Tascam would be in your price range and I think you could buy a low-priced but good mic, too if you don't have one now.
#10
Quote by MetalBass 77
guitar mic you will definantley want a shure sm57. theyre only a 100$ and its an industry standard.
Yea I was thinking of getting that one, they're an alright price.

@ Jazzman: Those acoustic recordings sound nice man, good quality. Though I don't know what mine would sound like with a Peavey 6505 60w 2 x 12 combo. Hopefully great haha. So say I have my USB 2.0, mic, amp & comp, what do you connect to what to get it all going? I have a general idea obviously as I'm not stupid, but want to make sure.
#11
Quote by theGlitch


I don't know much about recording in Macs... because I hate them and they suck despite what any Mac owner says to you... but that's a whole other ranting thread...


So you don't know much about them, yet you feel qualified to make such harsh judgements?

Riggghht.

Leave the ignorance at the door please.

(and FYI, 99% of the audio industry is run off of Mac computers)
#12
You take your guitar and plug it into your amp. And you take your mic and plug it into your interface which is plugged into your computer. With the mic you record the amp. That's it,...quite simple, couldn't believe it at first,too when I plugged everything in and I recorded something.
#13
Quote by TheDriller
So you don't know much about them, yet you feel qualified to make such harsh judgements?

Riggghht.

Leave the ignorance at the door please.

(and FYI, 99% of the audio industry is run off of Mac computers)

+1 i use a pc and am more comfortable with a pc then a mac, but macs certainly have their advantages and ARE used by many in the entertainment business. infact id really like a mac, they are just very very expensive.
#14
Quote by Jazzman91
You take your guitar and plug it into your amp. And you take your mic and plug it into your interface which is plugged into your computer. With the mic you record the amp. That's it,...quite simple, couldn't believe it at first,too when I plugged everything in and I recorded something.
Thanks man. Really appreciate it. I'll have to get that Tascam it sounds pretty alright.

Quote by MetalBass 77
haha im learning hammer smashed face on bass as i type
anyways id recommend this.
http://pro-audio.musiciansfriend.com/product/Line-6-Pod-Studio-GX-with-Pod-Farm?sku=250006

one guitar input and the sounds are on the comp. pod sounds are quite good so that should be good for you.
Sweet! It's easy isn't it! You want to learn Bent Backwards & Broken! Thanks for reccomending that, I'll have a look into it. I missed this post by you somehow.
Last edited by Cannibal Corpse at Sep 28, 2009,
#15
People who hate Macs are GENERALLY just too friggin' dirt poor to afford one... I use a G5 system and also running a killer Windows 7 system and the MAC is a Cadillac! It's like the Hyndai salesman badmouthing Mecedes Benz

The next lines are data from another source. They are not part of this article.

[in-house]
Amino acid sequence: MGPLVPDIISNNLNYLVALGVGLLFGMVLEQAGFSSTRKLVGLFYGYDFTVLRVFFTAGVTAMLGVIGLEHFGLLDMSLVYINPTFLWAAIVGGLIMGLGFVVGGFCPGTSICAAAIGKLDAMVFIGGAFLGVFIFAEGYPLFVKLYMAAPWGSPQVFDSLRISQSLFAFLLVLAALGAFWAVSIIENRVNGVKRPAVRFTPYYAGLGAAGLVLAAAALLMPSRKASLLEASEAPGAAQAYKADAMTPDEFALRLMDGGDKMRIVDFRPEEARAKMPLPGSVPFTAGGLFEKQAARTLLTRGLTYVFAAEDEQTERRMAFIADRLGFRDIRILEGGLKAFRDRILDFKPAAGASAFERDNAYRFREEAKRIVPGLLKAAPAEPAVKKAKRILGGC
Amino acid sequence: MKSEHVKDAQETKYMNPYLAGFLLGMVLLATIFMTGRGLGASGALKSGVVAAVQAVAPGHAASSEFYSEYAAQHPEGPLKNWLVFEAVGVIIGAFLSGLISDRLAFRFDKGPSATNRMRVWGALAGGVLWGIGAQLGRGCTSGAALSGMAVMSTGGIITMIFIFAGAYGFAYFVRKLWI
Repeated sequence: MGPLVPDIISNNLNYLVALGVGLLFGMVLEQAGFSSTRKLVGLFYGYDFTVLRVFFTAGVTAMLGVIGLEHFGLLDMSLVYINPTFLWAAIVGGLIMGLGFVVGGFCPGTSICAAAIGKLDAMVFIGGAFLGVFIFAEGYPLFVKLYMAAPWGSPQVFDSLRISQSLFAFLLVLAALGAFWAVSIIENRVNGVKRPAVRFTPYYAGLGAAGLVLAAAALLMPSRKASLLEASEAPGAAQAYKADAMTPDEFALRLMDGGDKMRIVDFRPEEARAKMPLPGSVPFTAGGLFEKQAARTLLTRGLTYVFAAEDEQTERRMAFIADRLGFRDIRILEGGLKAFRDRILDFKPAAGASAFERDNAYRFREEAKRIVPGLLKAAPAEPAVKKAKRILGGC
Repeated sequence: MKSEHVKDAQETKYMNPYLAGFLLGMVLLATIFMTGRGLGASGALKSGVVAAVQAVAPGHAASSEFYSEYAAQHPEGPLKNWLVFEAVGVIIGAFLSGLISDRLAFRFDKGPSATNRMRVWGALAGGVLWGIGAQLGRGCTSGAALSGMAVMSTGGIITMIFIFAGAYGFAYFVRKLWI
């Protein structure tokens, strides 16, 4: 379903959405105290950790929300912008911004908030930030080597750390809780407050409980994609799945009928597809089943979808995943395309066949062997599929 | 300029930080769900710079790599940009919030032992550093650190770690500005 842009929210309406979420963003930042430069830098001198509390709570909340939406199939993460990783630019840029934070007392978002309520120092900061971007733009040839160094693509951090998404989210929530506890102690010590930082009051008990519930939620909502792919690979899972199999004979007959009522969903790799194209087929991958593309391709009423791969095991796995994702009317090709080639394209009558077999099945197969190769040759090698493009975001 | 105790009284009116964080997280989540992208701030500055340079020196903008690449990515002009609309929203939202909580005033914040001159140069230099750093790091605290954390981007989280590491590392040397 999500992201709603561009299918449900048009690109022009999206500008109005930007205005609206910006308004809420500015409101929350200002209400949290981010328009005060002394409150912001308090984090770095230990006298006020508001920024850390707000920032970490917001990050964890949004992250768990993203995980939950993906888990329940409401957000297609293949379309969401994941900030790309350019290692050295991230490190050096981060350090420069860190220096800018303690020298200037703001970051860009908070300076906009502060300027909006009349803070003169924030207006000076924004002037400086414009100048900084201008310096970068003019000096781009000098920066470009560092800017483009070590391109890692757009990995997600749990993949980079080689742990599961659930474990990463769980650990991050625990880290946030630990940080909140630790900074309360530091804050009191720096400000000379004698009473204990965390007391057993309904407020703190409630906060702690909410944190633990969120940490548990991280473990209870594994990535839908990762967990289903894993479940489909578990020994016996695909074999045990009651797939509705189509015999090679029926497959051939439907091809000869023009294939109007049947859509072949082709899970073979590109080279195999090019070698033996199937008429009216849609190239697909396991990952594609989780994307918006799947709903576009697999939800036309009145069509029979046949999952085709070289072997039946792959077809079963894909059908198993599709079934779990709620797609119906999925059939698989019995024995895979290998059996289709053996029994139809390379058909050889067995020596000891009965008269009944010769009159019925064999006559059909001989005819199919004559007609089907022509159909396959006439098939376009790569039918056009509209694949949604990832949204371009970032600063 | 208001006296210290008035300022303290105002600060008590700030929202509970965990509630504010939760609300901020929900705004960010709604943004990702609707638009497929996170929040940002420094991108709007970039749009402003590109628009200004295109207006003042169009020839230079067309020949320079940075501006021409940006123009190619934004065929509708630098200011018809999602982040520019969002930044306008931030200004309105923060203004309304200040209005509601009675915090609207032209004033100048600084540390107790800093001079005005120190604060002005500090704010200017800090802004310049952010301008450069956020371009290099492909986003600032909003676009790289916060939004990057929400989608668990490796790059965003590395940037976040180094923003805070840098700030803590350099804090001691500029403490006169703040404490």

Now running an Eleven Rack with Pro Tools 10.3.3 - it's amazing and I'm having ball with it - worth every penny. PT 10 is tops IMO and the Eleven Rack is a work of art!
#16
Quote by Cannibal Corpse
Thanks man. Really appreciate it. I'll have to get that Tascam it sounds pretty alright.

Sweet! It's easy isn't it! You want to learn Bent Backwards & Broken! Thanks for reccomending that, I'll have a look into it. I missed this post by you somehow.

haha its a bit hard with fingers on bass, but the actual fretting of the song aint bad. also go with an interface with a mic input if you want to mic your amp and get a shure sm57. THEY ARE INDUSTRY STANDARD. haha jsyk.
#18
Quote by theGlitch

Cubase is basically an idiots version of garage band.



Wait... What?

Im pretty sure thats definately not true
#19
Quote by drawnacrol
hahahaha its so true, especially the way they try to make up excuses for not getting mac like how games don't work with them or are not VST compatible, which is untrue

well mac royally sucks for gaming haha but for audio id prob like to have one, but their is no better, just merely differences.
#20
Quote by MetalBass 77
but their is no better, just merely differences.


You'd be supprised. my setup is PC hardware dual-booting Mac OS X and Windows. (a FrankenMac if you will) , and OS X destroys Windows in terms of performance, on the exact same hardware.

If i load up the same project in the Ableton Live 8 demo, on both operating systems, on average OS X will be using 20% less cpu than Windows. i've tried this with both Vista and XP, both tweaked, and OS X still pwns them.

plus, i can get the buffers set lower without glitches, and the whole OS X Core Audio system is awesome.

Now im not an Apple fanboy, but i've had the insight into the differences between the operating systems on identical hardware, and there is no question in my mind which is better.